Macular Pigment, Visual Function, and Macular Disease among Subjects with Alzheimer’s Disease: An Exploratory Study
Journal Journal of Alzheimer’s Disease July 02, 2014 John M. Nolan
Background: The macula (central retina) contains a yellow pigment, comprising the dietary carotenoids lutein (L), zeaxanthin (Z), and meso-zeaxanthin, known as macular pigment (MP). The concentrations of MP’s constituent carotenoids in retina and brain tissue correlate, and there is a biologically-plausible rationale, supported by emerging evidence, that MP’s constituent carotenoids are also important for cognitive function. Objective: To investigate if patients with Alzheimer’s disease (AD) are comparable to controls in terms of MP and visual function. Methods: 36 patients with moderate AD and 33 controls with the same age range participated. MP was measured using dual-wavelength autofluorescence (Heidelberg Spectralis®); cognitive function was assessed using a battery of cognition tests (including Cambridge Neuropsychological Test Automated Battery). Visual function was recorded by measuring best corrected visual acuity (BCVA) and contrast sensitivity (CS). Serum L and Z concentrations (by HPLC) and age-related macular degeneration (AMD, by retinal examination) status were also assessed. Results: In the AD group, central MP (i.e., at 0.23°) and MP volume were significantly lower than the control group (p < 0.001 for both), as were measures of BCVA, CS, and serum L and Z concentrations (p < 0.05, for all). Conclusion: AD patients were observed to exhibit significantly less MP, lower serum concentrations of L and Z, poorer vision, and a higher occurrence of AMD when compared to control subjects. A clinical trial in AD patients designed to investigate the impact of macular carotenoid supplementation with respect to MP, visual function, and cognitive function is merited.
Relationships between macular pigment optical density and cognitive function in unimpaired and mildly cognitively impaired older adults
Neurobiology of AgingVolume 35, Issue 7, Pages 1695–1699, July 2014 Lisa M. Renzi
Low carotenoid status (especially of the xanthophylls, lutein [L], and zeaxanthin [Z]) is common in older adults and has been associated with a number of degenerative diseases of the central nervous system ranging from retina (e.g., macular degeneration) to brain (e.g., Alzheimer’s disease). In this study, we tested whether retinal measures of L + Z (macular pigment optical density [MPOD]), used as a surrogate for brain L + Z levels, were related to cognitive function when comparing healthy older adults with mildly cognitively impaired older adults. Twenty-four subjects with mild cognitive impairment were compared with 24 matched controls. Subjects were matched with respect to age, body mass index, ethnicity, sex, and smoking status. Degree of cognitive impairment and cognitive ability was determined via structured clinical interview. MPOD was measured psychophysically. In healthy older adults, MPOD was only related to visual-spatial and constructional abilities (p = 0.04). For subjects with mild cognitive impairment (MCI), however, MPOD was broadly related to cognition including the composite score on the mini-mental state examination (p = 0.02), visual-spatial and constructional abilities (p = 0.04), language ability (p = 0.05), attention (p = 0.03), and the total scale on the Repeatable Battery for the Assessment of Neuropsychological Status (p = 0.03). It is possible that L/Z status may be more strongly related to cognition when individuals are considered with established onset of cognitive decline.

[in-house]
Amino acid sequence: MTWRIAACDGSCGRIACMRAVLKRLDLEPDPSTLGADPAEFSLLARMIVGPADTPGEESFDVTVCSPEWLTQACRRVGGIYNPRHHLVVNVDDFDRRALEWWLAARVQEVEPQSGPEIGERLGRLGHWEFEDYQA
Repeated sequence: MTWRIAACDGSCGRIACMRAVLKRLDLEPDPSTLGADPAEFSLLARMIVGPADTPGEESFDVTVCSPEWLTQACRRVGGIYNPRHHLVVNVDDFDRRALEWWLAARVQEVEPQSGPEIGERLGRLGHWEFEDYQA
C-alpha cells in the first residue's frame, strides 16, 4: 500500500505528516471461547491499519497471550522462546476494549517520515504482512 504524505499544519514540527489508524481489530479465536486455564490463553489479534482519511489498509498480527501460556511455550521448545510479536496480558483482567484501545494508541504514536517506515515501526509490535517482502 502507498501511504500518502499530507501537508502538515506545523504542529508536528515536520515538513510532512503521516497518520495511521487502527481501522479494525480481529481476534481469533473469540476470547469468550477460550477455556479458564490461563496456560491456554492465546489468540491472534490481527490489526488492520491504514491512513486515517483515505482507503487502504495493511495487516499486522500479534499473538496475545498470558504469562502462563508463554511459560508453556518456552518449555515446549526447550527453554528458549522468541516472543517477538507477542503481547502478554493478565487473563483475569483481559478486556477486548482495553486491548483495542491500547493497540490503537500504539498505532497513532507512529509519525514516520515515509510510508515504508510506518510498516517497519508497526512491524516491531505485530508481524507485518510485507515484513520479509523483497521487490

Lutein is the Predominant Carotenoid in Infant Brain: Preterm Infants Have Decreased Concentrations of Brain Carotenoids.
J Pediatr Gastroenterol Nutr. 2014 Mar 31. [Epub ahead of print] Vishwanathan R
Lutein and zeaxanthin are dietary carotenoids that may influence visual and cognitive development. The objective of this study was to provide the first data on distribution of carotenoids in the infant brain and compare concentrations in preterm and term infants.
Voluntarily donated brain tissues from 30 infants who died during the first 1.5 years of life were obtained from the NICHD Brain and Tissue Bank. Tissues (hippocampus and prefrontal, frontal, auditory and occipital cortices) were extracted using standard lipid extraction procedures and analyzed using reverse phase HPLC.
Lutein, zeaxanthin, cryptoxanthin and β-carotene were the major carotenoids found in the infant brain tissues. Lutein was the predominant carotenoid accounting for 59% of total carotenoids. Preterm infants (n = 8) had significantly lower concentrations of lutein, zeaxanthin and cryptoxanthin in their brain compared to term infants (n = 22) despite similarity in postmenstrual age. Among formula-fed infants, preterm infants (n = 3) had lower concentrations of lutein and zeaxanthin compared to term infants (n = 5). Brain lutein concentrations were not different between breast milk-fed (n = 3) and formula-fed (n = 5) term decedents. In contrast, term decedents with measurable brain cryptoxanthin, a carotenoid that is inherently low in formula, had higher brain lutein suggesting that type of feeding is an important determinant of brain lutein concentrations.
These data reveal preferential accumulation and maintenance of lutein in the infant brain despite under representation in the typical infant diet. Further investigation on the impact of lutein on neural development in preterm infants is warranted.